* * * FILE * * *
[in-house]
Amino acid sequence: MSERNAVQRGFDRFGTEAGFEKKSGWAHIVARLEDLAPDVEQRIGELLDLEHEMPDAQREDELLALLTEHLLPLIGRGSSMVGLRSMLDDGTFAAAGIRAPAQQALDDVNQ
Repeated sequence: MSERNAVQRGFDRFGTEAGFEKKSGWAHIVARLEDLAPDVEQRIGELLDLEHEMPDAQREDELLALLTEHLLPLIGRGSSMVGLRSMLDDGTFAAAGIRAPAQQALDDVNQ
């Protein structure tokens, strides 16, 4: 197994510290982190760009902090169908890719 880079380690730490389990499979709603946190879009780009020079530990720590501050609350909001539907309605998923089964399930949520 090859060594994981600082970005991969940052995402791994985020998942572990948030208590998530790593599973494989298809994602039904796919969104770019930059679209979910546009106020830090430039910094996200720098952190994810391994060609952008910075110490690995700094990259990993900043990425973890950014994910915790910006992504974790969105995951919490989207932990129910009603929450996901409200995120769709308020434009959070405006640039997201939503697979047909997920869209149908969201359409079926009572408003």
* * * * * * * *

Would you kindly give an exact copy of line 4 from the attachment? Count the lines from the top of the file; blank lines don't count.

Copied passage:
């Protein structure tokens, strides 16, 4: 197994510290982190760009902090169908890719 880079380690730490389990499979709603946190879009780009020079530990720590501050609350909001539907309605998923089964399930949520 090859060594994981600082970005991969940052995402791994985020998942572990948030208590998530790593599973494989298809994602039904796919969104770019930059679209979910546009106020830090430039910094996200720098952190994810391994060609952008910075110490690995700094990259990993900043990425973890950014994910915790910006992504974790969105995951919490989207932990129910009603929450996901409200995120769709308020434009959070405006640039997201939503697979047909997920869209149908969201359409079926009572408003």